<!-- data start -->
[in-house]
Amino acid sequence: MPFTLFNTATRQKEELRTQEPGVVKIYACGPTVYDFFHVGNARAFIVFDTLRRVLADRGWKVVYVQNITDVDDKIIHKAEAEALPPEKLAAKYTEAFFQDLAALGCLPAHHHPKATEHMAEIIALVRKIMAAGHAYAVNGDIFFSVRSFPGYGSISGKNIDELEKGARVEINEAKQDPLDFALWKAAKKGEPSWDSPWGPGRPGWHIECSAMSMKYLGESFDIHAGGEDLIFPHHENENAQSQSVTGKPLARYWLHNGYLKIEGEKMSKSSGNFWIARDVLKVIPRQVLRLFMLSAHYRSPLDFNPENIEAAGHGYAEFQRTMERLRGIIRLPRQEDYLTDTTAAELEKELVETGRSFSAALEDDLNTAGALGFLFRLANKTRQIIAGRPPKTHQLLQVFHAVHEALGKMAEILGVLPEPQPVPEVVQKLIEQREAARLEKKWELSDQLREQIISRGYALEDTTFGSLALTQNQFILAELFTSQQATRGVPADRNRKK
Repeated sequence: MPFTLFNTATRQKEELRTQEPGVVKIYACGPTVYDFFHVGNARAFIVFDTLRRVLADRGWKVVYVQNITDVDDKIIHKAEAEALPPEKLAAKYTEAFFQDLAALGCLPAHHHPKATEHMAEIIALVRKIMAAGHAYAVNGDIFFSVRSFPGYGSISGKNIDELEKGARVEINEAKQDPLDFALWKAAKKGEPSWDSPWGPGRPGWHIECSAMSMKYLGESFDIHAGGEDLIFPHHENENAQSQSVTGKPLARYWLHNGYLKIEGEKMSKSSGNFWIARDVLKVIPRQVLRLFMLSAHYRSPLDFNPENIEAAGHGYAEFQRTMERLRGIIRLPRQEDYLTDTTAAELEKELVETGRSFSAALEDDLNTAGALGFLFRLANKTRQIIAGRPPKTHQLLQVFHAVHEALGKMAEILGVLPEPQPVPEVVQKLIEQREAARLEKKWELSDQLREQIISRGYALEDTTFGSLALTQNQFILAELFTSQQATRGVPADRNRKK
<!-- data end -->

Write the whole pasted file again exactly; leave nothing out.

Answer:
[in-house]
Amino acid sequence: MPFTLFNTATRQKEELRTQEPGVVKIYACGPTVYDFFHVGNARAFIVFDTLRRVLADRGWKVVYVQNITDVDDKIIHKAEAEALPPEKLAAKYTEAFFQDLAALGCLPAHHHPKATEHMAEIIALVRKIMAAGHAYAVNGDIFFSVRSFPGYGSISGKNIDELEKGARVEINEAKQDPLDFALWKAAKKGEPSWDSPWGPGRPGWHIECSAMSMKYLGESFDIHAGGEDLIFPHHENENAQSQSVTGKPLARYWLHNGYLKIEGEKMSKSSGNFWIARDVLKVIPRQVLRLFMLSAHYRSPLDFNPENIEAAGHGYAEFQRTMERLRGIIRLPRQEDYLTDTTAAELEKELVETGRSFSAALEDDLNTAGALGFLFRLANKTRQIIAGRPPKTHQLLQVFHAVHEALGKMAEILGVLPEPQPVPEVVQKLIEQREAARLEKKWELSDQLREQIISRGYALEDTTFGSLALTQNQFILAELFTSQQATRGVPADRNRKK
Repeated sequence: MPFTLFNTATRQKEELRTQEPGVVKIYACGPTVYDFFHVGNARAFIVFDTLRRVLADRGWKVVYVQNITDVDDKIIHKAEAEALPPEKLAAKYTEAFFQDLAALGCLPAHHHPKATEHMAEIIALVRKIMAAGHAYAVNGDIFFSVRSFPGYGSISGKNIDELEKGARVEINEAKQDPLDFALWKAAKKGEPSWDSPWGPGRPGWHIECSAMSMKYLGESFDIHAGGEDLIFPHHENENAQSQSVTGKPLARYWLHNGYLKIEGEKMSKSSGNFWIARDVLKVIPRQVLRLFMLSAHYRSPLDFNPENIEAAGHGYAEFQRTMERLRGIIRLPRQEDYLTDTTAAELEKELVETGRSFSAALEDDLNTAGALGFLFRLANKTRQIIAGRPPKTHQLLQVFHAVHEALGKMAEILGVLPEPQPVPEVVQKLIEQREAARLEKKWELSDQLREQIISRGYALEDTTFGSLALTQNQFILAELFTSQQATRGVPADRNRKK